Yes, goods are still made in the USA

Yes, goods are still made in the USA

Walking through any retail store today, we silently ask the question: "Isn't anything manufactured in the United States any more?"

Even for those of us without a drop of xenophobia in our veins, the abundance of "Made in China" labels in our stores sends a message. Not the positive message of hope that it ought to be - "These Third World countries are developing! They're making progress; good for them!" No, it's perceived as a dire warning: "We're losing our manufacturing base! The economy must be collapsing!"

That's how we're supposed to interpret it, anyway, in the message delivered by politicians and media this election year. November's vote is being called "the Wal-Mart Election" for the surprising number of candidates who used Big Box retailers as punching bags to score points.

But are the attacks fair? Logically, is it reasonable to believe, in this fourth year of the Bush recovery, with job creation, economic expansion, and the stock market all at record levels, that our economy really doesn't manufacture anything any more? Or might there be some other reason for the seeming universality of foreign goods for sale?

There sure is. The culprit is a largely unknown double standard in U.S. product-marking regulations: Virtually everything finished abroad must be plainly marked as such, while almost nothing finished here is allowed to be.

Consider the three kinds of products on our store shelves - products marked with a foreign country, products marked as USA and products that aren't marked at all. That third group is huge, and that's the deceptive part of our puzzle, because of two contradictory federal approaches to origin marking.

Customs is responsible for ensuring that practically all goods finished abroad (whether they include U.S. components or not) must be marked with their country of origin as permanently, legibly and conspicuously as possible. This is perfectly reasonable, and every importer knows to obey it.

The Federal Trade Commission, however, is responsible for a very different rule: that no products merely finished in the U.S. may claim to have been made here. Goods must be at least 93 to 95 percent of U.S. origin to legally make a "Made in USA" claim. Articles marked "Made in USA" represent only the miniscule percentage of American-made goods that include almost no foreign content.

The third group of commercial goods include those that don't say where they're made. Proud American shoppers may refuse to consider these unmarked goods, assuming they must be foreign. By law, however, the exact opposite is the case. With few exceptions, unmarked goods are indeed made in the USA; they just don't meet the FTC's archaic 93 to 95 percent standard.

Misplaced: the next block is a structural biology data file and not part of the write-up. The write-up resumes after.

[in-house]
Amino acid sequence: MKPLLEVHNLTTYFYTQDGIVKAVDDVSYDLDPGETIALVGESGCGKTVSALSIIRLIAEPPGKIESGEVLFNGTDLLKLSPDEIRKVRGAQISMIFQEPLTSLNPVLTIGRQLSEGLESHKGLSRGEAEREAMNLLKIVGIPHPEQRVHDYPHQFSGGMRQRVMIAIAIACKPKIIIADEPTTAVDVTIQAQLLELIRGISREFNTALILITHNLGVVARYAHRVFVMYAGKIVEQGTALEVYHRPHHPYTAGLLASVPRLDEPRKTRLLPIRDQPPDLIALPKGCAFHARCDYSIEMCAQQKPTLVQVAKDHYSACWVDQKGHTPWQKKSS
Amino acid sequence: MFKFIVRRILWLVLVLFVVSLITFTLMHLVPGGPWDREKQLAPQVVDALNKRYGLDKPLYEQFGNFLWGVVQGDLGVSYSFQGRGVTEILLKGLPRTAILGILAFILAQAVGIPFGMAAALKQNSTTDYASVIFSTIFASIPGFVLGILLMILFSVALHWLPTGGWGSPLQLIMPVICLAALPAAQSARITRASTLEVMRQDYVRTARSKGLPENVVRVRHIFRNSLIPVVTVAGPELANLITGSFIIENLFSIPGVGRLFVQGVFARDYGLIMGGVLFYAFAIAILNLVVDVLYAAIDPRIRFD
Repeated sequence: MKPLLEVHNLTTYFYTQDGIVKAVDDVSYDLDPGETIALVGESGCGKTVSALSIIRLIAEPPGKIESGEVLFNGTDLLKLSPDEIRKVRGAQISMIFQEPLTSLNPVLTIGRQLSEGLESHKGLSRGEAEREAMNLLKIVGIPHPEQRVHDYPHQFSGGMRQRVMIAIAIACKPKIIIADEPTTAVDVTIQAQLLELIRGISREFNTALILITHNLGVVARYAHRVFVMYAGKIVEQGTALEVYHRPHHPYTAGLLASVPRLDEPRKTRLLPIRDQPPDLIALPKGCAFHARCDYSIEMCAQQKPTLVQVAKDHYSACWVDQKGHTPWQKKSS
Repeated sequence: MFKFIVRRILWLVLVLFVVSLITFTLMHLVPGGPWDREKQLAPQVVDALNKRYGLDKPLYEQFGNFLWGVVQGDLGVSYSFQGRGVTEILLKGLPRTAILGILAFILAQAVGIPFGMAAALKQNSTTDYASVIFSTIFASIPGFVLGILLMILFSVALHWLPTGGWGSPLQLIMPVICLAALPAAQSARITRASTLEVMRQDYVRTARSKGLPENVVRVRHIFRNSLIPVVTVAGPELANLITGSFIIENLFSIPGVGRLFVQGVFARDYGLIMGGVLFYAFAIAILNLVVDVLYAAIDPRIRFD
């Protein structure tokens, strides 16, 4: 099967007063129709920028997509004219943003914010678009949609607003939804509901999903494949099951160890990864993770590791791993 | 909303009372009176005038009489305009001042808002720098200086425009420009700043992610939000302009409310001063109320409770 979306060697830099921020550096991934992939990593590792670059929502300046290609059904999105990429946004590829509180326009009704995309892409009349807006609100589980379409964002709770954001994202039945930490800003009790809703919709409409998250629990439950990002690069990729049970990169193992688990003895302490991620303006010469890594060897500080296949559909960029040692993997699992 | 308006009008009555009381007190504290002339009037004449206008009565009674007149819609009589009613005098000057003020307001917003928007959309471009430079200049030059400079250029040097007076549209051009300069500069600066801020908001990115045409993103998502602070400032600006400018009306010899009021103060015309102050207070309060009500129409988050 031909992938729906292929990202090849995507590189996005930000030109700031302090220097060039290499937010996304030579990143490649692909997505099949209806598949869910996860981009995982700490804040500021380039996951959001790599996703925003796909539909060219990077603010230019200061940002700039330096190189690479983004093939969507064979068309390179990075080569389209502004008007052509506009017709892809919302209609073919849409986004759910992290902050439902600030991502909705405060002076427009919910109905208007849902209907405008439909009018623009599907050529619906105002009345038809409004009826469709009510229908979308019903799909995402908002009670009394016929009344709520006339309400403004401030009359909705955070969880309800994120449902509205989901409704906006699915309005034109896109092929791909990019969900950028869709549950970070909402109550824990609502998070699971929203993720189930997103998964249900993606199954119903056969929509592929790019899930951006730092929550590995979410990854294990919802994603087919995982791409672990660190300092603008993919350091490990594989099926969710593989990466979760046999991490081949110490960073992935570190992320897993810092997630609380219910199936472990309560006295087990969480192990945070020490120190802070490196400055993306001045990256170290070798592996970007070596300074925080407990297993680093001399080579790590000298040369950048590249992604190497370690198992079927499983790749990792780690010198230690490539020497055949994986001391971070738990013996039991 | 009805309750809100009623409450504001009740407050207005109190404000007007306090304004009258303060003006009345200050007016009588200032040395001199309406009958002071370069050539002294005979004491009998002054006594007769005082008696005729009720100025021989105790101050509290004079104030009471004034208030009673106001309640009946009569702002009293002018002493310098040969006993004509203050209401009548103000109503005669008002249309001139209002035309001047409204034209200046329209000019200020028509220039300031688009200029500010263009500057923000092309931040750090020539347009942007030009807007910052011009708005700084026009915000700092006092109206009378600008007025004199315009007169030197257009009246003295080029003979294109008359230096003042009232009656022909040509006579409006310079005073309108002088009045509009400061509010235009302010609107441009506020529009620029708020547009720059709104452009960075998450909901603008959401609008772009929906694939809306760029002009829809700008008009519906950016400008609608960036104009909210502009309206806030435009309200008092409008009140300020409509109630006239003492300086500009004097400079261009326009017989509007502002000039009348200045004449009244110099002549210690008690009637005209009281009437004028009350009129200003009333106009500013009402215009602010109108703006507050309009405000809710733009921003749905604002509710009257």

In this global economy, many U.S. manufacturers can only afford to keep their doors open by sourcing some parts and raw materials overseas. The very process that enables them to continue to employ workers in the U.S. keeps them from getting credit for it.

This is all particularly illogical in light of our national effort to forge free-trade agreements over the past 20 years. These bilateral FTAs are designed to encourage import-export activity between the U.S. and its partners. U.S. manufacturers are encouraged to source components from Chile and Singapore by FTA-driven low duty rates, while being discouraged from doing so by the resulting loss of the "Made in USA" marking.

It's probably fair for the government to discourage people from doing only minor, final steps here and the lion's share of the work abroad. But this 95 percent threshold for U.S. marking is counterproductive.

Here's a reasonable compromise: The qualifying threshold for "Made in USA" marking could be lowered a little, to match the qualification levels already in place for our free-trade agreements - ranging from two-thirds to three-quarters of U.S. value, or establishing that a substantial transformation occurred here. Under this plan, if a product qualifies for U.S. origin under the North American Free Trade Agreement or another FTA, it could be marked as "Made in USA." If it wouldn't qualify for any FTA, then there's too much foreign content for "Made in USA" marking.

But that's not the way it is, and it won't be unless the federal government corrects this outdated policy. Until this problem is corrected, we need to remember that, on our store shelves at least, things really are much better than they look.

John F. Di Leo is a Chicago-based customs broker and international trade specialist. He can be contacted at (847) 813-4149, or at